U.S. HIV/AIDS Index
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About the Index
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The U.S. HIV/AIDS Index is a project of the National Minority Quality Forum. The data were collected and analyzed by National Minority Quality Forum staff in partnership with the Department of Epidemiology & Biostatistics at the School of Public Health & Health Services at George Washington University in Washington, DC.
The U.S. HIV/AIDS Index is an important step in stemming the tide of the disease and enabling communities to understand the reality of the disease today. It allows users to focus on available HIV/AIDS statistics at the national, state, U.S. congressional district and county levels, further segmented by age, gender and race/ethnicity. Mapping the disease reveals visible health-disparity zones around the country so we can improve surveillance, prevention initiatives, early diagnosis, and routine testing efforts in the hardest-hit communities.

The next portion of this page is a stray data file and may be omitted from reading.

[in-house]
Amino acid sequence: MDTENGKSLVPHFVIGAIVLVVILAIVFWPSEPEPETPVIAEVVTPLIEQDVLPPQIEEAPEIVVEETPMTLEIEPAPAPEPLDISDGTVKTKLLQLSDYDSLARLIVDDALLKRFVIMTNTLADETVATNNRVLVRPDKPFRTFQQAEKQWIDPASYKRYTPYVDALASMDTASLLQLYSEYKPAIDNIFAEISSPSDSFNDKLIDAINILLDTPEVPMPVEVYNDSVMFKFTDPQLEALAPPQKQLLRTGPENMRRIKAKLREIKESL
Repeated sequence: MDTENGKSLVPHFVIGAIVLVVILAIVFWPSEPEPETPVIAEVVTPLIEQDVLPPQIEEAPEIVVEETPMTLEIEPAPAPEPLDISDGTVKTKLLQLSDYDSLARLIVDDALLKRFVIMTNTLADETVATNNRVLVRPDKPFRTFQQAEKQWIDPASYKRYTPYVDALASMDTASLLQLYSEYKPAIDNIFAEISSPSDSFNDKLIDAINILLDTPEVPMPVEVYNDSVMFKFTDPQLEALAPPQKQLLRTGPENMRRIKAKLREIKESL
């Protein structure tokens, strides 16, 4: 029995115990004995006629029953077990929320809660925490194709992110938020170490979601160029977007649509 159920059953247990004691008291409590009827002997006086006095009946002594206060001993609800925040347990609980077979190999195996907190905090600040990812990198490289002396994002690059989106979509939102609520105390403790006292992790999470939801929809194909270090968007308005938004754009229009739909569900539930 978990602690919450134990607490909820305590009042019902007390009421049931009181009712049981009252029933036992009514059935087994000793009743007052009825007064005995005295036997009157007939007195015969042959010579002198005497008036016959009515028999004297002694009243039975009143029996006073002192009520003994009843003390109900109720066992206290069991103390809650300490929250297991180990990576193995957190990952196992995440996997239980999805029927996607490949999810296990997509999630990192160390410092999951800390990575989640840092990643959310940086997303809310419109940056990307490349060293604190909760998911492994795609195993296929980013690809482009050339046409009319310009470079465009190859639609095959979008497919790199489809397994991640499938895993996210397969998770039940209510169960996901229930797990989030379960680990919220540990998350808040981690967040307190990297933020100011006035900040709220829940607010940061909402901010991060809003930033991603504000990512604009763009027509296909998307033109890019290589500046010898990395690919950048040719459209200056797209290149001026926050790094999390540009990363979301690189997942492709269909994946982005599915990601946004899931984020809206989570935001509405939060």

In June 2008, data requests for the numbers of persons living with HIV (non-AIDS) and AIDS, at any time between January 1, 2006 and December 31, 2006, cross-tabulated by county, age, gender, and race/ethnicity, were sent via e-mail to the HIV/AIDS-surveillance branches within the departments of health in all 50 U.S. states, the District of Columbia, Puerto Rico, and the Virgin Islands for the years 2005, 2006, and 2007. Data from the year 2006 were used unless these data were not available from the states. The request specified that if the department could not provide data at the county level, the department should aggregate the data to a region or state level. (The term region is used generically to refer to an aggregation of more than one county.) E-mail requests were followed up with telephone calls when necessary. If states were unable to fulfill the request, the numbers of persons living with HIV (non-AIDS) and AIDS were obtained from the Centers for Disease Control and Prevention (CDC) HIV/AIDS 2006 Surveillance Report .
The population in each county as reported in the 2000 US census  was used as an estimate for the number of persons in each county. For states that provided region or state-level data, the census estimates were aggregated to the same geographic areas.